by Ann Bartkowski



I don’t want to hear the words “human” and “pheromone” together again until at least 2050.  And if I die before 2050, as long as no one has made me admit that I have pheromones, I will die happy. 

Joking aside, I got into a slight disagreement this week with someone who shall remain anonymous to protect those who are into trusting their beliefs over the scientific method. 

(I know it’s hard to do… just recently I came to terms with the fact that the universe does not revolve around me…which sucks, doesn’t it Ptolemy?)

One of my (many) favorite things about working at the Exploratorium is that whenever I have a burning question, I can always find an authority on the subject who is happy to have a discussion about the answer.  This week’s debate was no exception, and while Gabriel, Ryan J., and I were eating lunch the other day, Charlie, the resident senior biologist, appeared in the lounge. 

Charlie said that he had actually had the opportunity to talk with a researcher who has (unsuccessfully) dedicated 35 years of his life to searching for pheromones in humans, and even this guy admits we can’t prove their existence.  He also forwarded this article to Anne, which he says “may be about as close as anyone has gotten to the presence of human pheromone evidence yet”.

I also highly recommend this peer-reviewed review paper from 2004 called Facts, Fallacies, Fears, and Frustrations With Human Pheromones.  It’s quite long so I understand if you don’t want read it, but it is an awesome summary of everything we know about pheromones and humans up to this point in time.  It has it’s fair share of technical jargon, but even if you just read the abstract at the beginning, you can get a gist of our current understanding on the P-word.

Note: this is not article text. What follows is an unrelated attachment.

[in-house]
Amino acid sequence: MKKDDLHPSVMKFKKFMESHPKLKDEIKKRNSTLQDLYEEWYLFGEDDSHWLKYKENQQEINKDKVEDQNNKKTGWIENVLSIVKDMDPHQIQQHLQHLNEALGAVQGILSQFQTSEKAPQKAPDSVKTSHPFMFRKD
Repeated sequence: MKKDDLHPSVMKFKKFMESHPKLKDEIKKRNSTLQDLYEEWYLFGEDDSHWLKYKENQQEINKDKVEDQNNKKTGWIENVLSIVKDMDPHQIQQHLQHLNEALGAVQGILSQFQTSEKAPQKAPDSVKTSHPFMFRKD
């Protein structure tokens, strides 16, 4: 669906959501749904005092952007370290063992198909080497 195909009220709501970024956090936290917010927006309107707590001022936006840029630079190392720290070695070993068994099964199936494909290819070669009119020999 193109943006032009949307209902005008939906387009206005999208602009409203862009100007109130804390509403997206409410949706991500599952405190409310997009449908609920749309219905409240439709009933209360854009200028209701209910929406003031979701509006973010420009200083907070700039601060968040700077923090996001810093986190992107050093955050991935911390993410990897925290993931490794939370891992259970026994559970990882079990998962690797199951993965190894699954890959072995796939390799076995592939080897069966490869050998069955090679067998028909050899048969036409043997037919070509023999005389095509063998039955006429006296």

If you are kind of confused about what pheromones actually are, and what they can do for the animals and insects who actually have them, (or if you’d just rather read Wikipedia than a science journal) you could read this article about the different types of pheromones and how animals use them.

Unfortunately, as Gabriel so eloquently put it, “It’s impossible to prove something doesn’t exist.”  So does anyone want to publish a new human neuroanatomy textbook with hypothetical diagrams of more hypothetical organs in the brain? No one will be able to prove they are wrong, right?

Overall, I’m really glad we’ve been having this debate at work this week.  What intrigues me most is how the scientific truth can change during our perpetual process of acquiring knowledge.  I mean, if  I had been born in the 12th Century, I would have gotten to live at the center of the universe, right?  And no one living on that stationary sphere in the middle of the universe had even made up the word “pheromone” yet!